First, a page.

Researchers found that GCIPL thickness, along with disease duration of at least 9 years at baseline, were associated with the highest odds of EDSS worsening.
Data from a recent study published in Neurology suggest that lower baseline ganglion cell + inner plexiform layer (GCIPL) thickness on retinal spectral-domain optical coherence tomography (SD-OCT) is independently associated with long-term disability worsening in multiple sclerosis (MS).
Researchers found that an average baseline GCIPL thickness less than 70 µm was associated with a 4-fold increased odds of a meaningful expanded disability status scale (EDSS) score (adjusted odds ratio [aOR], 3.97 [95% CI, 1.24-12.70]; P = .02) as well as 3-fold increased odds of a 2.5% worsening of low-contrast visual acuity (LCVA; aOR, 2.93 [95% CI, 1.40-6.13]; P = .04).
“Our study provides robust evidence that SD-OCT assessment performed at a single time-point is independently associated with long-term disability worsening in people with MS. Lower baseline GCIPL thickness is associated with increased odds of meaningful EDSS worsening and LCVA worsening over a median of 10 years later in people with MS,” wrote first author Jeffrey Lambe, MD, Johns Hopkins Medicine, and colleagues
Lambe and colleagues, including Angeliki G. Filippatou, MD, analyzed data from 132 patients with MS treated at the Johns Hopkins MS center between September 2008 and March 2020. The patients had a mean age of 43 years, 106 had relapsing-remitting MS (RRMS), and the remaining 26 with primary or secondary progressive MS were grouped into a single progressive MS cohort. The median duration of follow-up was 10.4 years (standard deviation [SD], 0.9).
The researchers found that patients with an average GCIPL thickness less than 70 µm were more likely to have a longer disease duration (mean, 10.9 years; SD, 8.9) than those with an average thickness of at least 70 µm (mean, 6.9 years; SD, 6.8; P = .007). These patients also constituted a greater proportion of follow-up on intermediate potency disease-modifying therapies (DMTs; 16%) than patients with an average thickness of at least 70 µm (9%; P <.001). No significant differences were seen in proportions in low-potency and high-potency DMTs.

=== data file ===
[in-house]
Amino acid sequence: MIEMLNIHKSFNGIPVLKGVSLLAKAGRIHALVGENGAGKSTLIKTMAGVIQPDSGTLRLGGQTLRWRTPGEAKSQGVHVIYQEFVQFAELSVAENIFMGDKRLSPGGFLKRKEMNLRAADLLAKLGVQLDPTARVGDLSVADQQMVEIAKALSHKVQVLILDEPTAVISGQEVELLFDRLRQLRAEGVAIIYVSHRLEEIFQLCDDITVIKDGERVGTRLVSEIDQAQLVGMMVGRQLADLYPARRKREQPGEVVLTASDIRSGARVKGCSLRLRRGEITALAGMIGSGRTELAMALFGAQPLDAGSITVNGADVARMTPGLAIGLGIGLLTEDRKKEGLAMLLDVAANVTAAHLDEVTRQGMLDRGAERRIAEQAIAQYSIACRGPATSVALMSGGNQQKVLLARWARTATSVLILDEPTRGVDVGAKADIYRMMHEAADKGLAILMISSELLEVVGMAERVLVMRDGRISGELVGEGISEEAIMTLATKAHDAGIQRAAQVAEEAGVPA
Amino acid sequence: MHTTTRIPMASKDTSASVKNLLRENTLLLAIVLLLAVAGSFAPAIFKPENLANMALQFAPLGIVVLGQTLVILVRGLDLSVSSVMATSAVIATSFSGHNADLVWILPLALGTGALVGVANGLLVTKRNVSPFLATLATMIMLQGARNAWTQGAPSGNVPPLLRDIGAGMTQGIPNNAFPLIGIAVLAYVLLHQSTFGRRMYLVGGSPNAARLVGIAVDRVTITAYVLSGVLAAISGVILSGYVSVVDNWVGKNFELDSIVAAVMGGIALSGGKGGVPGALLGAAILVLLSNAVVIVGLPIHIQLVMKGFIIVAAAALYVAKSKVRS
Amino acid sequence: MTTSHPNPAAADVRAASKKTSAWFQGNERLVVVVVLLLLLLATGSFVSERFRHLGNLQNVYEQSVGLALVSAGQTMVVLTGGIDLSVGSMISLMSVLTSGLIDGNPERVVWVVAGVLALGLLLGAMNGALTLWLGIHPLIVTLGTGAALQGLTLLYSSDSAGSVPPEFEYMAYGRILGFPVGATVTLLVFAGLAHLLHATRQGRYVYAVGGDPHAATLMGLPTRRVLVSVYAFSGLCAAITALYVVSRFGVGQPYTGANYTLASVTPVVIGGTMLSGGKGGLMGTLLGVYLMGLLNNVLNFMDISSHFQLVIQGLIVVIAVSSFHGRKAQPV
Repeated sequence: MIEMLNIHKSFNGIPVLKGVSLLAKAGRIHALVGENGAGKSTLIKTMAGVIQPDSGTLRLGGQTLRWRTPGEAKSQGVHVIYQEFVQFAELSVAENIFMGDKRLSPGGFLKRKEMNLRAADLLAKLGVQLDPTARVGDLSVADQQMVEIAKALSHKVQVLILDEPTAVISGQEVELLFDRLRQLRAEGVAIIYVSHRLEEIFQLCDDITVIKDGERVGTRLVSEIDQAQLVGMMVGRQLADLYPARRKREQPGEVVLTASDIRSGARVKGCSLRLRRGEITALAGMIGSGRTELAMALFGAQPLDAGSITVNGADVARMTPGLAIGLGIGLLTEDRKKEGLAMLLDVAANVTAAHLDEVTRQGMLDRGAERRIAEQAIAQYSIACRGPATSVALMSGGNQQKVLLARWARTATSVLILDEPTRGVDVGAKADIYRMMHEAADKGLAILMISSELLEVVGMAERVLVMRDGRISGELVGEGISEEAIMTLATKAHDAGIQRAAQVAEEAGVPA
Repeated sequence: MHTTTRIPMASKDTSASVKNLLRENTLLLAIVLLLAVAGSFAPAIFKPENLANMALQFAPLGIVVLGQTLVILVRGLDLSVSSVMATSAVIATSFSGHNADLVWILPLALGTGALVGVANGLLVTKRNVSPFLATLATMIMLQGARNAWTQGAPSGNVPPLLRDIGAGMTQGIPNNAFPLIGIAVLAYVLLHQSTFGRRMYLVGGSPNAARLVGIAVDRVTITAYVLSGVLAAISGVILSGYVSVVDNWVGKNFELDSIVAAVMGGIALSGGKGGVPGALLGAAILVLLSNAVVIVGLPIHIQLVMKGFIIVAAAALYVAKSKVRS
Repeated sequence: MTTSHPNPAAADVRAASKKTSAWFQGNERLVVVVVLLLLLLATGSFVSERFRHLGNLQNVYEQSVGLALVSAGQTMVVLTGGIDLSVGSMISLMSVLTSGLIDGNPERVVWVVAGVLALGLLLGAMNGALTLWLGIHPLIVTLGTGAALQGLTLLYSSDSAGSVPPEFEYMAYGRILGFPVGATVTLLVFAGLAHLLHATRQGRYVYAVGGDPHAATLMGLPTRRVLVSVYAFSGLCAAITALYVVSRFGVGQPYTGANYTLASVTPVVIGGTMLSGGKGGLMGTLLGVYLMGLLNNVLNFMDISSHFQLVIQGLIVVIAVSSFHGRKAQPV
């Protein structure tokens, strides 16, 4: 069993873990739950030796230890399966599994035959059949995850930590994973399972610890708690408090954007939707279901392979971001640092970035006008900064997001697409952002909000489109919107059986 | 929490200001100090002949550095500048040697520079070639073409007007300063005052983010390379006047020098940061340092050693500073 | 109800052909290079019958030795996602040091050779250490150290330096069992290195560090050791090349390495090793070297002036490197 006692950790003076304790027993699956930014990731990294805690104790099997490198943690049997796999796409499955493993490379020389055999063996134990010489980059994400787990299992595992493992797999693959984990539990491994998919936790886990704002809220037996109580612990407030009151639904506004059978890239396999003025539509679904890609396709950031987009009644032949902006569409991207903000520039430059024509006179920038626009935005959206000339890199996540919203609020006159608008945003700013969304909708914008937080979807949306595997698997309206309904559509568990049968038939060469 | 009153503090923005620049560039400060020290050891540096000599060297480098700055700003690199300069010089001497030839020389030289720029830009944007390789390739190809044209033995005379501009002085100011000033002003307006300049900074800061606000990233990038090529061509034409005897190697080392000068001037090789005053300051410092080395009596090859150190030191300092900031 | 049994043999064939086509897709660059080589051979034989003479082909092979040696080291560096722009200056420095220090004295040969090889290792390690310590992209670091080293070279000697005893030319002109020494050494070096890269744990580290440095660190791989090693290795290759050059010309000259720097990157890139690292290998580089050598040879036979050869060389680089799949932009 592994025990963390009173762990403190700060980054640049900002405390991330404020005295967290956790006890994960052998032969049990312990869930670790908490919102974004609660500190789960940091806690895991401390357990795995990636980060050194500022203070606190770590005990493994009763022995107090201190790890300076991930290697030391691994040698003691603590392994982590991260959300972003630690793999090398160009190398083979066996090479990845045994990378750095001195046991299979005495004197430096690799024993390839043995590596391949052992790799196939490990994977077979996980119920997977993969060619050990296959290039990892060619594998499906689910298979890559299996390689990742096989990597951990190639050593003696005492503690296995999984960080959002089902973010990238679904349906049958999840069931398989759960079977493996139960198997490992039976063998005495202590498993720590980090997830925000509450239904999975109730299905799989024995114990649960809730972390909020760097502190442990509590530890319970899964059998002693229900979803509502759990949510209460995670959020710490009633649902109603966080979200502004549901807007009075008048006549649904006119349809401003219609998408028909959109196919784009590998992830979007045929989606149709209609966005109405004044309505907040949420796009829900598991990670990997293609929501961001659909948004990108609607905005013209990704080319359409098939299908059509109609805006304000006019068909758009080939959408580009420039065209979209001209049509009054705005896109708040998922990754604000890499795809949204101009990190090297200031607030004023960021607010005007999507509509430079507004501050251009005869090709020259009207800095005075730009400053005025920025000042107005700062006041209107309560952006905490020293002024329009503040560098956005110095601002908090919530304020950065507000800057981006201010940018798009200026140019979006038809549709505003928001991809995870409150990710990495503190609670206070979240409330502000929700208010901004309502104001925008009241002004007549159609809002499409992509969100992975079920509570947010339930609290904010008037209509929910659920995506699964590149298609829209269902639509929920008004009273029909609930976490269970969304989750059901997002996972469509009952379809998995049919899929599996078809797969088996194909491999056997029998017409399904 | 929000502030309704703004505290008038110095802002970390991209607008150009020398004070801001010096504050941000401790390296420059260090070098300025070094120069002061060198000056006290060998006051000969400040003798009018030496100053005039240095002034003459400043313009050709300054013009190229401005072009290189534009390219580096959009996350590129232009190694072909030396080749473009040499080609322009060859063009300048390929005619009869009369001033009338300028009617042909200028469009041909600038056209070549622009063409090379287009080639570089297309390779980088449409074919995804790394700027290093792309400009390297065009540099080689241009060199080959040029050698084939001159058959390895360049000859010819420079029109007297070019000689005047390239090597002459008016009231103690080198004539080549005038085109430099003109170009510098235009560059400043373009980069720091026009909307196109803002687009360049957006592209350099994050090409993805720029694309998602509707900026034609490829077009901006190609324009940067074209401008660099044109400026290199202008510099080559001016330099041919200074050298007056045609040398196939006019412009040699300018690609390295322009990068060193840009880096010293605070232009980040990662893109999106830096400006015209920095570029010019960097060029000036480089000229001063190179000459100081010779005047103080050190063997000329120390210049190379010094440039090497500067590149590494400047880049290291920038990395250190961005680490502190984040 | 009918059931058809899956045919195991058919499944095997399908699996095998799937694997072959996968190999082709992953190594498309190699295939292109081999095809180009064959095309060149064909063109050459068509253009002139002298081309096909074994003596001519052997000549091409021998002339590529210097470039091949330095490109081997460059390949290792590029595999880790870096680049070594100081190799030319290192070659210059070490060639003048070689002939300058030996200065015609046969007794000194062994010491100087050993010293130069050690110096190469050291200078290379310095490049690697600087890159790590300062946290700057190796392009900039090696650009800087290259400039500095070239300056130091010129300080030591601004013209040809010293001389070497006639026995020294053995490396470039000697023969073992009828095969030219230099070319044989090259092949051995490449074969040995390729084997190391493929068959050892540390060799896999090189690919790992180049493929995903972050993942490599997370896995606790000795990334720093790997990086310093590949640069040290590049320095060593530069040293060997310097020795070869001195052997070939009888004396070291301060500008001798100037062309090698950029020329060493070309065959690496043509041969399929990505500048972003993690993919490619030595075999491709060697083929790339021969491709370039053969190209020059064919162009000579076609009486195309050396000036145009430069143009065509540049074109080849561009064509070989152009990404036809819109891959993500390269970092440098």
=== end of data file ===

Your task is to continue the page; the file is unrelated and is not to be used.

Patients with an average baseline GCIPL thickness less than 70 µm also had lower baseline thicknesses of the peripapillary retinal nerve fiber layer (pRNFL), inner nuclear layer (INL), outer nuclear layer (ONL), and average macular thickness (AMT; all P <.001). These patients had lower binocular VA at 1.25% contrast (20.5 letters; SD, 9.7) than those with an average GCIPL thickness of at least 70 µm (26.4 letters; SD, 8.5; P = .015).
Median baseline EDSS scores did not statistically differ between GCIPL thickness groups (P = .13), however, 14 of 45 patients (31%) with the lower thickness experienced EDSS worsening during follow-up compared to 7 of 72 patients (10%; P = .006) with the higher thickness. Patients with an average baseline GCIPL thickness of less than 70 µm had significantly greater annual increases in EDSS scores than those with thicker GCIPL (β, 0.06 [95% CI, 0.002-0.11]; P = .043).
Lambe and colleagues found that patients with RRMS specifically had even higher odds of meaningful EDSS worsening (n = 92; aOR, 6.19 [95% CI, 1.41-27.27]; P = .016). Other subgroups with higher odds of disability worsening were those with a disease duration of more than 9 years at baseline (n = 73; aOR, 14.42 [95% CI, 1.26-165.51]; P = .032) and those with a baseline EDSS score of at least 2 (n = 57; aOE, 8.58 [95% CI, 1.38-53.24]; P = .021). Altogether, patients with both RRMS and a disease duration of at least 9 years at baseline had the highest odds of disability worsening (aOR, 15.10 [95% CI, 1.60-142.83]; P = .018).
Patients with low thickness in both eyes had an over 5-fold increased risk of EDSS worsening (aOR, 5.03 [95% CI, 1.27-19.83]; P = .021) than patients with higher thickness in both eyes while patients that only had 1 eye with low thickness had no significant differences in outcomes from patients with GCIPL thickness of at least 70 µm in both eyes (aOR, 1.45 [95% CI, 0.18-11.34; P = .73).
The researchers also found that in patients with GCIPL thickness of less than 70 µm, each 1 µm higher baseline retinal layer thickness was associated with reduced odds of a 2.5% VA worsening of the GCIPL (aOR, 0.94 [95% CI, 0.89-0.99]; P = .022), ONL (aOR, 0.89 [95% CI, 0.83-0.95]; P = .001), AMT (aOR, 0.96 [95% CI, 0.94-0.99]; P = .006), and pRNFL (aOR, 0.96 [95% CI. 0.94-0.99]; P = .015).
A similar pattern was seen with 100% VA worsening and each 1 µm higher ONL (aOR, 0.92 [95% CI, 0.88-0.98]; P = .006) and AMT thickness (aOR, 0.97 [95% CI. 0.95-0.99]; P = .015). Retinal layer thickness was not found to be associated with 1.25% VA worsening.
Lambe and colleagues also found that each 1 µm lower baseline thickness was associated with lower annual percent change for the GCIPL (β = –0.015 [95% CI, –0.022 to –0.008]; P <.001), INL (β = –0.015 [95% CI, –0.027 to –0.003]; P = .012), ONL (β = –0.014 [95% CI, –0.022 to –0.005]; P = .002), AMT (β = –0.003 [95% CI, –0.004 to –0.002]; P <.001), and pRNFL (β = –0.013 [95% CI, –0.020 to –0.006]; P <.001).
“Our findings strongly support the utility of OCT measures as powerful surrogates of neurodegeneration, helping to predict clinically meaningful long-term outcomes in PwMS that may influence treatment decisions in the clinical setting," Lambe and colleagues concluded.